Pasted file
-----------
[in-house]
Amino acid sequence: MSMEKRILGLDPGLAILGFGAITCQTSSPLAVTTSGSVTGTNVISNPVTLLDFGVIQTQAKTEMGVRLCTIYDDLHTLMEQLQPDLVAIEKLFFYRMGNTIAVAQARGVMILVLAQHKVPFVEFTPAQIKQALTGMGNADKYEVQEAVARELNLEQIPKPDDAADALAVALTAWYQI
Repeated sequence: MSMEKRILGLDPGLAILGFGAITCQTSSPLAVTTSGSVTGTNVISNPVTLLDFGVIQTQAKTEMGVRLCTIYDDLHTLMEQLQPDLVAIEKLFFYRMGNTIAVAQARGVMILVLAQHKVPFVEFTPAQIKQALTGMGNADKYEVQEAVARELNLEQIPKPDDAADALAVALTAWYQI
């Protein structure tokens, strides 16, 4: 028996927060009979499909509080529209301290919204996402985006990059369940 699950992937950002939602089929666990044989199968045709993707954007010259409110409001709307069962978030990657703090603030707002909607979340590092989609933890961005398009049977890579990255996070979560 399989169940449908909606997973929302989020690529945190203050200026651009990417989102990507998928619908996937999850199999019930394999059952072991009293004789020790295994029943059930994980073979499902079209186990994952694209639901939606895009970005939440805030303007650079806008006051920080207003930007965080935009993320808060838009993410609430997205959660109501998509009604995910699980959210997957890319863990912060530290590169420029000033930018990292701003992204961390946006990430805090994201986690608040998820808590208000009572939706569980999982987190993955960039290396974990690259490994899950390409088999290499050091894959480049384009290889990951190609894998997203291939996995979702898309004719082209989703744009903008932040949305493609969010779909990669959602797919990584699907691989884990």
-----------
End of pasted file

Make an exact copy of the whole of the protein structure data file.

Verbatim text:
[in-house]
Amino acid sequence: MSMEKRILGLDPGLAILGFGAITCQTSSPLAVTTSGSVTGTNVISNPVTLLDFGVIQTQAKTEMGVRLCTIYDDLHTLMEQLQPDLVAIEKLFFYRMGNTIAVAQARGVMILVLAQHKVPFVEFTPAQIKQALTGMGNADKYEVQEAVARELNLEQIPKPDDAADALAVALTAWYQI
Repeated sequence: MSMEKRILGLDPGLAILGFGAITCQTSSPLAVTTSGSVTGTNVISNPVTLLDFGVIQTQAKTEMGVRLCTIYDDLHTLMEQLQPDLVAIEKLFFYRMGNTIAVAQARGVMILVLAQHKVPFVEFTPAQIKQALTGMGNADKYEVQEAVARELNLEQIPKPDDAADALAVALTAWYQI
């Protein structure tokens, strides 16, 4: 028996927060009979499909509080529209301290919204996402985006990059369940 699950992937950002939602089929666990044989199968045709993707954007010259409110409001709307069962978030990657703090603030707002909607979340590092989609933890961005398009049977890579990255996070979560 399989169940449908909606997973929302989020690529945190203050200026651009990417989102990507998928619908996937999850199999019930394999059952072991009293004789020790295994029943059930994980073979499902079209186990994952694209639901939606895009970005939440805030303007650079806008006051920080207003930007965080935009993320808060838009993410609430997205959660109501998509009604995910699980959210997957890319863990912060530290590169420029000033930018990292701003992204961390946006990430805090994201986690608040998820808590208000009572939706569980999982987190993955960039290396974990690259490994899950390409088999290499050091894959480049384009290889990951190609894998997203291939996995979702898309004719082209989703744009903008932040949305493609969010779909990669959602797919990584699907691989884990």